USA v. O'Non

Filing 920080312

Opinion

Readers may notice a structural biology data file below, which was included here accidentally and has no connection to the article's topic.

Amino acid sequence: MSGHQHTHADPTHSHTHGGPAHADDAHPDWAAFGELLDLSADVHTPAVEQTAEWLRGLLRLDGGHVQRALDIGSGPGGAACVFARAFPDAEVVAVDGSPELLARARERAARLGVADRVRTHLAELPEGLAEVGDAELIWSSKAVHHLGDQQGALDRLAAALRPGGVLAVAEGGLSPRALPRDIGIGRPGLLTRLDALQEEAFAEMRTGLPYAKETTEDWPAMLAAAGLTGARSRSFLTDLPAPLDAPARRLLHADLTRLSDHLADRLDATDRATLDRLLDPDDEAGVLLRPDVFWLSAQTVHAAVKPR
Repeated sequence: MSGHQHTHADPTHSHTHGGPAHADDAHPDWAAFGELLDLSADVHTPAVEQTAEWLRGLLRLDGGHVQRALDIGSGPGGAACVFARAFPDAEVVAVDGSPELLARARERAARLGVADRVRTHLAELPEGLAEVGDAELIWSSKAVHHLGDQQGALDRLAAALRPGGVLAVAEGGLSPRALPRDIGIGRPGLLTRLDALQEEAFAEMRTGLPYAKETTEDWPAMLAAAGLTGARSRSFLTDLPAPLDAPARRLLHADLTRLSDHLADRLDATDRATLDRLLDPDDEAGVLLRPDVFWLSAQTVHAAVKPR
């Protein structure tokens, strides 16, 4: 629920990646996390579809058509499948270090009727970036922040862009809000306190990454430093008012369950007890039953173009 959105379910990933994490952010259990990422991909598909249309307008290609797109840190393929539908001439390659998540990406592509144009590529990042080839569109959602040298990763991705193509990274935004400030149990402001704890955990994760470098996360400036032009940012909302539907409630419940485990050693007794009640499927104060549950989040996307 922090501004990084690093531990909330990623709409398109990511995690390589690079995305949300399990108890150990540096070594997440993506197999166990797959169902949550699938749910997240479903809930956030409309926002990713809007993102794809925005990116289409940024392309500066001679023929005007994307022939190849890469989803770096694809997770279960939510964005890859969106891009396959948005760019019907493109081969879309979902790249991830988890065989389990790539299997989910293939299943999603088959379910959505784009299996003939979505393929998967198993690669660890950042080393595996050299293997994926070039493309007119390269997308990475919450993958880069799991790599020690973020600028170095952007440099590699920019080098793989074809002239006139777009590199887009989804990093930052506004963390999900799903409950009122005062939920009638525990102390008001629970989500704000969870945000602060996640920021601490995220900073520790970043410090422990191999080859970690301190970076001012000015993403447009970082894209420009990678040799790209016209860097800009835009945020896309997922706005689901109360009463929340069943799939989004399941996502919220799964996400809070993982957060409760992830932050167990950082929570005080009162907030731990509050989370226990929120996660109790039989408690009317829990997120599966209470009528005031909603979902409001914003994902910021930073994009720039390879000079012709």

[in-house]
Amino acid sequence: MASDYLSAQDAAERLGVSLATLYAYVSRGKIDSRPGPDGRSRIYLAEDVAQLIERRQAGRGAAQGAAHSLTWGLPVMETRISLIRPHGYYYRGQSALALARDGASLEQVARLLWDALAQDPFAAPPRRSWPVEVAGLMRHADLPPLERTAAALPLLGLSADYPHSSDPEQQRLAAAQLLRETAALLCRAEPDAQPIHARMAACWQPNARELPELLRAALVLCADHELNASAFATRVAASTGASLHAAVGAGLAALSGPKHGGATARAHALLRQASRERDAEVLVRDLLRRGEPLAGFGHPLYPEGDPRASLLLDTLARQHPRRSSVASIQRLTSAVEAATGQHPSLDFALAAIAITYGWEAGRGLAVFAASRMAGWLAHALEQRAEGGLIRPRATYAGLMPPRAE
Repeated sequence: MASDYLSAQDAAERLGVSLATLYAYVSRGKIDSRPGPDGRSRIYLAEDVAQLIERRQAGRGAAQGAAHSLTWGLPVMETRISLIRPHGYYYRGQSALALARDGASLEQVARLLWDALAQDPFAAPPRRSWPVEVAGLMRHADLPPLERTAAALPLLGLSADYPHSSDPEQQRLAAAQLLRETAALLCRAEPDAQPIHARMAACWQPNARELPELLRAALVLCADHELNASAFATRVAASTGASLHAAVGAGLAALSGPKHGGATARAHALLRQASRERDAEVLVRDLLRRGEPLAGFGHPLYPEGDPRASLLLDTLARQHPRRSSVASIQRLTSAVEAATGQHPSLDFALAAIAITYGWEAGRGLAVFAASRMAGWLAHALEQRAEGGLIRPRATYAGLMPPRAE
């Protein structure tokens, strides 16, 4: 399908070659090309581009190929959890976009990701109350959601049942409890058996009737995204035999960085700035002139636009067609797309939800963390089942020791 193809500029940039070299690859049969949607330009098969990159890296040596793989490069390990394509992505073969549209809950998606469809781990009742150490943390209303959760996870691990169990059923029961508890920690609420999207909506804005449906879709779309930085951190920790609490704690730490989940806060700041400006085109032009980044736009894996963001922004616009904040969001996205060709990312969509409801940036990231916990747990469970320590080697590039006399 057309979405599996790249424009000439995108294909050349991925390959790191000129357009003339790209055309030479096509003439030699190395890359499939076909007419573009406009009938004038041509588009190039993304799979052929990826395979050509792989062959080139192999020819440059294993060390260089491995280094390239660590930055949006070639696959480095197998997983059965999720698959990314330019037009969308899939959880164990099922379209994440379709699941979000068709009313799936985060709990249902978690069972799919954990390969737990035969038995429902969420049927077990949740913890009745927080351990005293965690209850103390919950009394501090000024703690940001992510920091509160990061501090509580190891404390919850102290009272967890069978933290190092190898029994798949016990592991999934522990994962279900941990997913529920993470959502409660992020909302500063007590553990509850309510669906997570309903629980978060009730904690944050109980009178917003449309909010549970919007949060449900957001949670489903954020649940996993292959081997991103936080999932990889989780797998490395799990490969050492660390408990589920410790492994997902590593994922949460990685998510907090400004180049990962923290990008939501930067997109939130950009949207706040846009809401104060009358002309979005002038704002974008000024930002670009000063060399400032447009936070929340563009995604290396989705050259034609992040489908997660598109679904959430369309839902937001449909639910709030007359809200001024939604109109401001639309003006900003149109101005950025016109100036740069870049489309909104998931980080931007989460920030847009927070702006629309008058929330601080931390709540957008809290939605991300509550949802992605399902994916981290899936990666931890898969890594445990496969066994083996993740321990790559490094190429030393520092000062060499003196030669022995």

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NOT RECOMMENDED FOR FULL-TEXT PUBLICATION File Name: 08a0145n.06 Filed: March 12, 2008 No. 06-2176 UNITED STATES COURT OF APPEALS FOR THE SIXTH CIRCUIT UNITED STATES OF AMERICA, Plaintiff-Appellee, v. CHRISTOPHER MICHAEL O'NON, Defendant-Appellant. ) ) ) ) ) ) ) ) ) ON APPEAL FROM THE UNITED STATES DISTRICT COURT FOR THE WESTERN DISTRICT OF MICHIGAN OPINION BEFORE: NORRIS, BATCHELDER, and GIBBONS, Circuit Judges. ALAN E. NORRIS, Circuit Judge. Defendant Christopher O'Non appeals the concurrent 96-month sentences imposed by the district court following his guilty plea to maintaining a drug establishment in violation of 21 U.S.C. 856 and distribution of marijuana within 1000 feet of an elementary school in violation of 21 U.S.C. 860. Defendant asserts that the district court failed to appreciate its authority to depart downward from the advisory guidelines range based on a discharged sentence imposed in state court for conduct related to the federal offense. However, defendant concedes that no motion or request was made for a downward departure before or at sentencing and offers no evidence that would suggest the district court was unaware of its authority to depart downward. Rather, a request was made for credit against the federal sentence for time served on a related state offense, to which the district court properly No. 06-2176 United States v. O'Non responded that the Bureau of Prisons would determine the extent to which any credit for time served was appropriate. Therefore, we affirm the sentence imposed by the district court. I. Beginning in 1997, when defendant and his brother Matthew O'Non were in middle school, they began to distribute marijuana to their middle school and, later, high school classmates. Defendant and his brother continued to obtain and redistribute marijuana and later cocaine into adulthood. In 2003, law enforcement officers found evidence of drug distribution in defendant's garbage outside his residence in Leelanau County, Michigan. They obtained and executed a state search warrant at the residence and recovered over two pounds of marijuana and a digital scale. Investigators arrested defendant when he returned to his residence during the execution of the search warrant. He was convicted of delivery/manufacturing marijuana in state court, and in February, 2004, he was sentenced to nine months in jail and 30 months probation. After committing numerous probation violations, defendant was sent back to jail for twelve months. Defendant continued to sell marijuana to others until his arrest on federal drug charges September 28, 2005. Federal investigators began targeting defendant and his brother, Matthew O'Non, after the bodies of two Texas-based marijuana suppliers were located buried on land owned by the O'Nons' parents. During the course of the ensuing grand jury investigation, several witnesses testified about the drug trafficking activities of defendant and his brother. Matthew O'Non was eventually tried and convicted of the two murders in state court. Several witnesses testified before the grand jury that defendant helped his brother flee the jurisdiction following the murders. After Matthew O'Non was -2- No. 06-2176 United States v. O'Non convicted of the two murders, he and defendant were indicted in federal court and charged with drug crimes. Defendant pleaded guilty to maintaining a residence in Suttons Bay, Michigan, for the purpose of distributing and using marijuana in violation of 21 U.S.C. 856, and to possessing with the intent to distribute marijuana in Traverse City, Michigan, at a location within 1000 feet of an elementary school, in violation of 21 U.S.C. 860. The presentence investigation report ("PSR") recommended that defendant's relevant conduct should include 15.2 kilograms of marijuana and no cocaine, resulting in a base offense level of 16 under the guidelines. An enhancement for obstruction of justice was recommended because defendant wrote letters from the jail to several witnesses trying to structure their testimony and because he assisted his brother (and alleged co-conspirator) to flee the jurisdiction after defendant's brother shot and killed their two Texas-based marijuana suppliers. The PSR also recommended a two-level enhancement for possession of a dangerous weapon. Because he obstructed justice, the PSR did not recommend a three-level reduction for "acceptance of responsibility" pursuant to USSG 3E1.1. Since defendant's criminal history was determined to be category V, defendant's adjusted guidelines range for each count was 63-78 months of imprisonment. Defendant objected to the drug quantity attributed to him, the two-level enhancement for possessing a dangerous weapon, and the recommendation that he not receive a three-level reduction for acceptance of responsibility. In response, the government argued that defendant's base offense level was too low. Specifically, the government argued that the proposed drug quantity did not include 50 pounds of marijuana that defendant's brother Matthew received shortly before he killed -3- No. 06-2176 United States v. O'Non the two suppliers quantities of cocaine that a third party obtained from defendant's brother after a referral by defendant. The government contended that defendant's total offense level should be 24 rather than 20, resulting in an advisory guidelines range of 92-115 months. At the August 30, 2006 sentencing hearing, the United States called Special Agent Rob Birdsong of the Federal Bureau of Investigation to the witness stand. In addition to describing the numerous witness statements and grand jury testimony he received during the course of the investigation, Special Agent Birdsong produced several letters that were written by defendant to his friends essentially structuring their respective testimony or statements to investigators. The defense produced no evidence at the sentencing hearing. The district court sustained defendant's objection to the recommendation of a two-level enhancement for possession of a weapon (combat knife), pursuant to USSG 2D1.1(b)(1). However, the district court determined that defendant was responsible for at least 100 pounds of marijuana, resulting in a base offense level of 20 instead of 16. Further, the district court determined that defendant had obstructed justice and did not "clearly demonstrate" acceptance of responsibility, as contemplated by USSG 3C1.1 and 3E1.1. Consequently, the district court determined that defendant's total offense level was 22 and his criminal history category was V, resulting in an advisory guidelines range of 77 to 96 months' imprisonment. Before imposing sentence, the district court noted its duty to impose a sentence sufficient, but not greater than necessary, to comply with the purposes of 18 U.S.C. 3553(a). Specifically, the district court noted that while the duration of the charged conduct was only a year or so, defendant's drug distribution activities began some seven or eight years prior to that. The district -4- No. 06-2176 United States v. O'Non court found that defendant's unlawful activity had likely opened the door to greater drug use for a number of his customers. The court sentenced defendant to 96 months of incarceration on each count, to run concurrently, and a term of supervised release of three years on one count and five years on the other, also to run concurrently. After imposing sentence, the court asked counsel if there were any legal objections to the sentence. Defense counsel responded that defendant "wants me to ask you to give him credit for time served on his prior state charges, twelve months in jail and nine months in a halfway house." The district court responded: I'll leave that to the Bureau of Prisons. It has people that can calculate that. They'll have the transcripts of the state and other such matters and they'll have to make that determination. I really can't make that determination. This exchange between defense counsel and the district court is the linchpin of defendant's appeal and defendant's only evidence that the district court did not appreciate its authority to depart downward. II. Defendant concedes that the request through counsel for a reduced sentence was not explicitly a request for a downward departure, but rather a request for a credit for time served on a state conviction for related conduct. Defendant asserts that his trial counsel appeared to be unaware of the possibility of a downward departure under a section in the guidelines which provides as follows: -5- No. 06-2176 United States v. O'Non A downward departure may be appropriate if the defendant (1) has completed serving a term of imprisonment; and (2) subsection (b) of 5G1.3 (Imposition of a Sentence on a Defendant Subject to Undischarged Term of Imprisonment) would have provided an adjustment had that completed term of imprisonment been undischarged at the time of sentencing for the instant offense. Any such departure should be fashioned to achieve a reasonable punishment for the instant offense. USSG 5K2.23. Defendant claims that, in addition to trial counsel's ignorance of this section, the district court was also unaware of 5K2.23, based on the district court's statement that it could not make the determination to credit defendant's sentence for time spent in state custody for conduct related to the instant offense. This court may not review a refusal to grant a downward departure "unless the record reflects that the district court was not aware of or did not understand its discretion to make such a departure." United States v.Puckett, 422 F.3d 340, 344 (6th Cir. 2005) (quoting United States v. Stewart, 306 F.3d 295, 329 (6th Cir. 2002)) (confirming that this standard survived the change in the sentencing guidelines after United States v. Booker, 543 U.S. 220 (2005)). The court reviews de novo whether the district court was aware of its authority to depart downward. United States v. Smith, 278 F.3d 605, 609 (6th Cir. 2002). When evaluating whether a district court appreciated its authority, a reviewing court "will presume that the district court understood its discretion to depart, absent clear evidence in the record to the contrary." United States v. Crouch, 288 F.3d 907, 910 (6th Cir. 2002) (citing United States v. Ford, 184 F.3d 566, 585 (6th Cir. 1999)). "Furthermore, the district court need not explicitly state that it is aware of its discretionary authority to depart downward, since there is `no duty on the trial judge to state affirmatively that he knows he possesses the power to make a downward departure, -6- No. 06-2176 United States v. O'Non but declines to do so.'" United States v. Lucas, 357 F.3d 599, 609-10 (6th Cir. 2004) (quoting United States v. Byrd, 53 F.3d 144, 145 (6th Cir. 1995)). The statement by the district court that any credit for time served is properly calculated by the Federal Bureau of Prisons is a correct statement of law. There is simply no evidence on the record to indicate that the district court did not appreciate its authority to depart downward from the guidelines range. Absent such evidence, this court is not permitted to review a district court's decision not to grant a downward departure. III. For the forgoing reasons, the judgment is AFFIRMED. -7-